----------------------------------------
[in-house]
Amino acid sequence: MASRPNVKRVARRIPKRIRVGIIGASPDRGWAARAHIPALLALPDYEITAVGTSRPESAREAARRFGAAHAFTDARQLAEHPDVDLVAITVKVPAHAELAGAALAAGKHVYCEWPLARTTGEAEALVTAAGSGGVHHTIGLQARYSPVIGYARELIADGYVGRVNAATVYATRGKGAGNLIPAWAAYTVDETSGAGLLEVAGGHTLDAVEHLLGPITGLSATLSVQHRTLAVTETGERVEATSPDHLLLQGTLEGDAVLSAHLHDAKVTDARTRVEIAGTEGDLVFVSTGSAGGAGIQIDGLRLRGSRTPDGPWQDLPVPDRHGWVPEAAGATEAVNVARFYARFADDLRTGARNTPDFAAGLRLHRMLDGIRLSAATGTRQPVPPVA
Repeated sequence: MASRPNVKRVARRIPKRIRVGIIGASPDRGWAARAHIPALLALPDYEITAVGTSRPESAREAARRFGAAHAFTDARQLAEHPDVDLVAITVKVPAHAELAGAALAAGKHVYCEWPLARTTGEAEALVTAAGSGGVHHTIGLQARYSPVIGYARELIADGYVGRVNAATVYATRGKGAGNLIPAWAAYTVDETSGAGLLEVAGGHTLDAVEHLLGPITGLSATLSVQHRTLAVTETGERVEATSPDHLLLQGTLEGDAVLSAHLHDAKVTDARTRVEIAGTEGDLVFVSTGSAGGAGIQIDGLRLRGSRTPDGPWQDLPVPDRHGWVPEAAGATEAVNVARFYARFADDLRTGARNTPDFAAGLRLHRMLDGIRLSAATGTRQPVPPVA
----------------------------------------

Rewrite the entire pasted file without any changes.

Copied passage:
[in-house]
Amino acid sequence: MASRPNVKRVARRIPKRIRVGIIGASPDRGWAARAHIPALLALPDYEITAVGTSRPESAREAARRFGAAHAFTDARQLAEHPDVDLVAITVKVPAHAELAGAALAAGKHVYCEWPLARTTGEAEALVTAAGSGGVHHTIGLQARYSPVIGYARELIADGYVGRVNAATVYATRGKGAGNLIPAWAAYTVDETSGAGLLEVAGGHTLDAVEHLLGPITGLSATLSVQHRTLAVTETGERVEATSPDHLLLQGTLEGDAVLSAHLHDAKVTDARTRVEIAGTEGDLVFVSTGSAGGAGIQIDGLRLRGSRTPDGPWQDLPVPDRHGWVPEAAGATEAVNVARFYARFADDLRTGARNTPDFAAGLRLHRMLDGIRLSAATGTRQPVPPVA
Repeated sequence: MASRPNVKRVARRIPKRIRVGIIGASPDRGWAARAHIPALLALPDYEITAVGTSRPESAREAARRFGAAHAFTDARQLAEHPDVDLVAITVKVPAHAELAGAALAAGKHVYCEWPLARTTGEAEALVTAAGSGGVHHTIGLQARYSPVIGYARELIADGYVGRVNAATVYATRGKGAGNLIPAWAAYTVDETSGAGLLEVAGGHTLDAVEHLLGPITGLSATLSVQHRTLAVTETGERVEATSPDHLLLQGTLEGDAVLSAHLHDAKVTDARTRVEIAGTEGDLVFVSTGSAGGAGIQIDGLRLRGSRTPDGPWQDLPVPDRHGWVPEAAGATEAVNVARFYARFADDLRTGARNTPDFAAGLRLHRMLDGIRLSAATGTRQPVPPVA